3D Printing For Complex Orthopedic Procedures

For Joanne Karas, every step meant pain. Born with a congenital hip defect, she underwent surgery at 12 months old and she felt fine until she reached her 40s. After an initial hip replacement, the pain returned and one leg had become noticeably shorter than the other. Then Joanne found Dr. Henry Finn, Chairman of Surgery at Weiss and Director of the Bone and Joint Center at Weiss, who is an expert in complex joint revision surgeries. Dr. Finn used 3-D printing technology to produce a replica of her hip.

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“Her socket had moved into a vertical position, instead of a 45 degree angle,” says Dr. Finn. “It was loose and she had developed bone defects.”

X-Ray vs. CT Model – What’s the difference?

An X-Ray is a two-dimensional image and does not provide a physical model to hold that allows more thorough pre-surgery planning for the surgical team. For complex cases, a CT model – a model created using 3D printing – may be useful tool in pre-surgery planning. At Weiss, Dr. Finn sometimes uses CT models for patients with boney structures that are not normal, deficient, many of whom have congenital conditions. Many of the cases where the technology is used are unique and complex cases, in which the patient has had previous surgeries and the bone stock isn’t supported in the socket.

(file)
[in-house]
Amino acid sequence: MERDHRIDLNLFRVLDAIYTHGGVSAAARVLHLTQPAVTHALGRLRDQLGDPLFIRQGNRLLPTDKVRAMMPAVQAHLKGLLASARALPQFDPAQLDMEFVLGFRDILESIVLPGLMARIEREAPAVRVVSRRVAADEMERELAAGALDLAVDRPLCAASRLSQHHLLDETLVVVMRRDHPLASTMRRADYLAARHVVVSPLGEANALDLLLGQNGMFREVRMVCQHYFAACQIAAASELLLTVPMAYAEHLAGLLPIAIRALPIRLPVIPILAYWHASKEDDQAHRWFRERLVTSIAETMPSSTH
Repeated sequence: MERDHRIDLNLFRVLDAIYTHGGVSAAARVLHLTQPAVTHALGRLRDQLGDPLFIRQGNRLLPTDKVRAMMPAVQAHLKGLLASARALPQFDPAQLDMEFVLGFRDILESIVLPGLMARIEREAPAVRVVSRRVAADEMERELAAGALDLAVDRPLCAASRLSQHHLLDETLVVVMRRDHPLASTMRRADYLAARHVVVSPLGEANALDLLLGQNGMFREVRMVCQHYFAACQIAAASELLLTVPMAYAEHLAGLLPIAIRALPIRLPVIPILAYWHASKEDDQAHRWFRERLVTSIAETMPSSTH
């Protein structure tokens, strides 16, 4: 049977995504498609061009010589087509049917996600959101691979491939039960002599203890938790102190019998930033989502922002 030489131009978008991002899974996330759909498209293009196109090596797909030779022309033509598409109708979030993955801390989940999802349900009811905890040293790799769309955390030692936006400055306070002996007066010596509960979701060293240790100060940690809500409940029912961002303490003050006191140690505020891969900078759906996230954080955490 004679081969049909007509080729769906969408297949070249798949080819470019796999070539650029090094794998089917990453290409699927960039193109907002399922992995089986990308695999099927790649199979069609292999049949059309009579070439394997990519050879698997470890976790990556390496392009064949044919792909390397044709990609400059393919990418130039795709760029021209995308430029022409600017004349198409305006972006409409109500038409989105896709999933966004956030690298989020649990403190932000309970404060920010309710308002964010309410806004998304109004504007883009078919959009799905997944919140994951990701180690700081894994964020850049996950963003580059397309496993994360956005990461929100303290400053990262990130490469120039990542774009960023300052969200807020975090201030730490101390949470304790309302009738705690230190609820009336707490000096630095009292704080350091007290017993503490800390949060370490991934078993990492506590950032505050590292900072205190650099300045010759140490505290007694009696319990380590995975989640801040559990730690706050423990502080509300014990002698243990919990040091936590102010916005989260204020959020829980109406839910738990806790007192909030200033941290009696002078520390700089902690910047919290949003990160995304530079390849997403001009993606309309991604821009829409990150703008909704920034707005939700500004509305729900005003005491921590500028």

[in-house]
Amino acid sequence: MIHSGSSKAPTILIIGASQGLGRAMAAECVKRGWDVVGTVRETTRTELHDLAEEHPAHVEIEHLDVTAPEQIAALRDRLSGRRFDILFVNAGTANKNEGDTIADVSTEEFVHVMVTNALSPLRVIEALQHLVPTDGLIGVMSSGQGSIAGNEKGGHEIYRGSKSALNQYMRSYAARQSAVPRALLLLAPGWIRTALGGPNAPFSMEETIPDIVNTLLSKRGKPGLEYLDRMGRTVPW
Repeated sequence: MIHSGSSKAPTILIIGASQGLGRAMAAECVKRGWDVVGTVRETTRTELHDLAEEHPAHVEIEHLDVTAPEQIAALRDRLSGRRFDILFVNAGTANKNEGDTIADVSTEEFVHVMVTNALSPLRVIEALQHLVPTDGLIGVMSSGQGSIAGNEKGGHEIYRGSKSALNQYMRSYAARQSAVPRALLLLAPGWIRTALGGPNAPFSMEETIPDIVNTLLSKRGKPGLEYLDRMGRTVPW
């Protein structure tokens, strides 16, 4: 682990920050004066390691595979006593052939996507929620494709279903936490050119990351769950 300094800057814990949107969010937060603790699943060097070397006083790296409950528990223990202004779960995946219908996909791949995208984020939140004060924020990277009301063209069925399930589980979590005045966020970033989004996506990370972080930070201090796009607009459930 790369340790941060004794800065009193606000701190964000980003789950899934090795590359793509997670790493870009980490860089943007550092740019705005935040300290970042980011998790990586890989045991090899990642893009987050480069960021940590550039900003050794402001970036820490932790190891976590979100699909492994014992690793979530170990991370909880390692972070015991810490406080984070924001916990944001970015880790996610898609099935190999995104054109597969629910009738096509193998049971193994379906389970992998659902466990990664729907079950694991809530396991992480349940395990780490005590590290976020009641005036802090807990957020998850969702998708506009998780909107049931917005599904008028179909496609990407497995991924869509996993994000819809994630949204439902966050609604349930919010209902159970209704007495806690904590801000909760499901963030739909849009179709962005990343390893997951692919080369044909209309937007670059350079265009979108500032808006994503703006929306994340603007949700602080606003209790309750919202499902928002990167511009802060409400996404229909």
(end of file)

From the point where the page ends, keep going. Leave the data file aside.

“With 3D printing of a model, we can see where there’s hardware, we can see what the bone deficiencies are,” Dr. Finn says.  “But more importantly, you can actually hold the pelvis in your hands and plan for the surgery. It makes the surgery go quicker, it’s more reliable, and in some cases it enhances the recovery for the patient.”

Dr. Finn has been using orthopedic CT models for 15 years. With the help of the model in surgeries like Joanne’s, he can plan revision procedures step by step. Using the CT model, Dr. Finn rebuilt Joanne’s hip socket and inside the model pelvis, Dr. Finn could “rehearse” the surgery, placing a cup-cage construct, a metal device that connects the lower and upper parts of the pelvis.

Back on her feet again, with no limp and no pain, Joanne says “It’s like a miracle.”

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